Send Syria to International Court, Amnesty says

BEIRUT, (Reuters) – Syrian forces may have committed  crimes against humanity when they crushed protests in the town  of Tel Kelakh in May, Amnesty International said on Wednesday.

Urging the United Nations to refer Syria to the  International Criminal Court, the human rights group said nine  people died in custody after being captured during the operation  in the town, close to the Lebanese border.

“Amnesty International considers that crimes committed in  Tel Kalakh amount to crimes against humanity as they appear to  be part of a widespread, as well as systematic, attack against  the civilian population,” it said.

In what it described as a “devastating security operation”,  scores of men were arbitrarily arrested and tortured, including  people already wounded, in response to largely peaceful  demonstrations against President Bashar al-Assad, it said.

The military operation in Tel Kelakh, completed in a few  days in mid-May, sent thousands of people fleeing for shelter  into Lebanon, Amnesty said in a report compiled from witness  testimony gathered in Lebanon and from phone calls into Syria.

“The accounts we have heard from witnesses to events in Tel  Kelakh paint a deeply disturbing picture of systematic, targeted  abuses to crush dissent,” said Philip Luther, Amnesty  International’s Middle East and North Africa Deputy Director.

“Most of the crimes described in this report would fall  within the jurisdiction of the International Criminal Court. But  the U.N. Security Council must first refer the situation in  Syria to the Court’s Prosecutor.”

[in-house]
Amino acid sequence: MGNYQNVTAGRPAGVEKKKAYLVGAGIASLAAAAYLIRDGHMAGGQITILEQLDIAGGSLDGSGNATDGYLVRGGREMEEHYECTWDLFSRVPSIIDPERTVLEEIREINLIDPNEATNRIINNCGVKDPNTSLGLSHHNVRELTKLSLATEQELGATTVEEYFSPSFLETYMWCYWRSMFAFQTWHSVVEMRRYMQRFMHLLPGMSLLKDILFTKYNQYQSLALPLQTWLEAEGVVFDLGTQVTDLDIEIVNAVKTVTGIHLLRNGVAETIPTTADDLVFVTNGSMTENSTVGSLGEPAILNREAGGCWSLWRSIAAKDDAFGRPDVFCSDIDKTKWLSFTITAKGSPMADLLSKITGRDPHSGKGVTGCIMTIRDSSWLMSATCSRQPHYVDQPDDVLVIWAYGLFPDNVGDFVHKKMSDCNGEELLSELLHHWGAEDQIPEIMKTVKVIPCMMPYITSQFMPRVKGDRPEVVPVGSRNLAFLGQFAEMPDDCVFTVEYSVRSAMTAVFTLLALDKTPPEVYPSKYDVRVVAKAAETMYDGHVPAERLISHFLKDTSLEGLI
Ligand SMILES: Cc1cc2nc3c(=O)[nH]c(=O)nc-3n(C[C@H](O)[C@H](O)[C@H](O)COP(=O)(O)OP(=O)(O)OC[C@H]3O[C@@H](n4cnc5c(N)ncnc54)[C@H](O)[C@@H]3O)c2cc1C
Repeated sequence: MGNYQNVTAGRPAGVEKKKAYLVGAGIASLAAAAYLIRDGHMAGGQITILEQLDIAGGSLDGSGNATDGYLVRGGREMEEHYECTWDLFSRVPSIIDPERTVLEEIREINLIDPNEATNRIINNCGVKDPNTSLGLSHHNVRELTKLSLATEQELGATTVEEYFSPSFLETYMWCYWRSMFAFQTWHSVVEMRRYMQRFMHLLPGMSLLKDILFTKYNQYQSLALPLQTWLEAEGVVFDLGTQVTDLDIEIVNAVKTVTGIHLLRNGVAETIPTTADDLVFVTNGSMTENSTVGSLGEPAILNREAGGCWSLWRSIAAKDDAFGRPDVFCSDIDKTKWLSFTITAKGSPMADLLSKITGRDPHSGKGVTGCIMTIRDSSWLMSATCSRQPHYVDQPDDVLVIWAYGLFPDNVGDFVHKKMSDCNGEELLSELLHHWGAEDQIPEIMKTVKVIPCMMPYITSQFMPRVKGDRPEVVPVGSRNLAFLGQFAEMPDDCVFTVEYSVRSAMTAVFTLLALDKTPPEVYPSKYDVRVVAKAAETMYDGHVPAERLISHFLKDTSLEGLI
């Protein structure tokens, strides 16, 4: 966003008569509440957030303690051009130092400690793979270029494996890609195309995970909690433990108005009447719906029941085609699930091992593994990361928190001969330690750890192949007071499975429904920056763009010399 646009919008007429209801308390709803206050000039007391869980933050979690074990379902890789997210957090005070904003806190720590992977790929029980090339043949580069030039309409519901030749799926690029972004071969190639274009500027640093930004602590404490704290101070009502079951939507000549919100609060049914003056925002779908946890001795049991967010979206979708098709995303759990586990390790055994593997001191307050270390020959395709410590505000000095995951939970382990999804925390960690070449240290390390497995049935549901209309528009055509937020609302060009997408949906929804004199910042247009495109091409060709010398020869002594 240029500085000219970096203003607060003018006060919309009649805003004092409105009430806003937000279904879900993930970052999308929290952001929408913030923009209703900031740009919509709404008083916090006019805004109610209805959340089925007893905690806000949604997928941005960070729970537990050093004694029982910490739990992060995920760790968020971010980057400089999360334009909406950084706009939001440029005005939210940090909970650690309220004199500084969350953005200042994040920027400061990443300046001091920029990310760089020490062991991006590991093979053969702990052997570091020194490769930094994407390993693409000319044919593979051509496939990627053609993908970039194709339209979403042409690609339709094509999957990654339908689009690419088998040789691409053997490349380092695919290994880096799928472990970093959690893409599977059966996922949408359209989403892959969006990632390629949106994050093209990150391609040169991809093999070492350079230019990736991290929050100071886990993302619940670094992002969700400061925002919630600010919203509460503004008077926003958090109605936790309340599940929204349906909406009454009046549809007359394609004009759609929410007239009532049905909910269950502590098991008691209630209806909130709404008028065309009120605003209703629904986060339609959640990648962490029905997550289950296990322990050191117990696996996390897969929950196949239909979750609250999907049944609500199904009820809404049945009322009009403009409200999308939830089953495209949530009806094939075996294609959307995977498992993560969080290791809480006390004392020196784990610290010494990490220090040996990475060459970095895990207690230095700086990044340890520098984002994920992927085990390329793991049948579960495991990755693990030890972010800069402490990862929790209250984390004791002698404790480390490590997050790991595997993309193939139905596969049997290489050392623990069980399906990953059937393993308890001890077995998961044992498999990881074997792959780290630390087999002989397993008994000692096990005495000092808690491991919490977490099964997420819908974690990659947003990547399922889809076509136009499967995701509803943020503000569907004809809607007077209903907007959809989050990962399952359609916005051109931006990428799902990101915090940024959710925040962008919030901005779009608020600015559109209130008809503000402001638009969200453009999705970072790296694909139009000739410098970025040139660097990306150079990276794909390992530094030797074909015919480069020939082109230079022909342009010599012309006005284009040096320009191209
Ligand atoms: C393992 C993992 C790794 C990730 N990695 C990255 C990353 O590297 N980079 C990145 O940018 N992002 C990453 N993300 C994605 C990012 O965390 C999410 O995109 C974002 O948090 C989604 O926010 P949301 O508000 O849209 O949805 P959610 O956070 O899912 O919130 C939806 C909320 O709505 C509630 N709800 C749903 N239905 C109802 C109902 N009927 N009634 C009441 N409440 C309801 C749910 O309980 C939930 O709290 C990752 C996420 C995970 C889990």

Tel Kelakh was one of several towns and cities across the  country where Assad sent troops and security forces to crush  protests against his rule which have now lasted 14 weeks.

Syrian activists say security forces have killed more than  1,300 civilians during the unrest. Authorities say 500 soldiers  and police have been killed by armed gangs who they also blame  for most of the civilian deaths.

Most independent media have been barred from Syria, making  it hard to verify accounts from activists and authorities.

Amnesty said the protests which triggered the crackdown in  Tel Kelakh were peaceful apart from one incident on April 27  when the arrest of a local cleric sparked violent clashes in  which two members of the security forces were killed.

When operations against Tel Kelakh began on May 14, at least  one person was killed on the first day, Amnesty said. “Even the  ambulance carrying his body came under fire. As many tried to  leave, Syrian forces fired on fleeing families,” it said.

Scores of men were rounded up, and most of them were  tortured. Some detainees told Amnesty that they were beaten and  held in the ‘shabah’ (ghost) position, tied by the wrists to a  bar high enough off the ground to force them to stand on the tip  of their toes for long periods.

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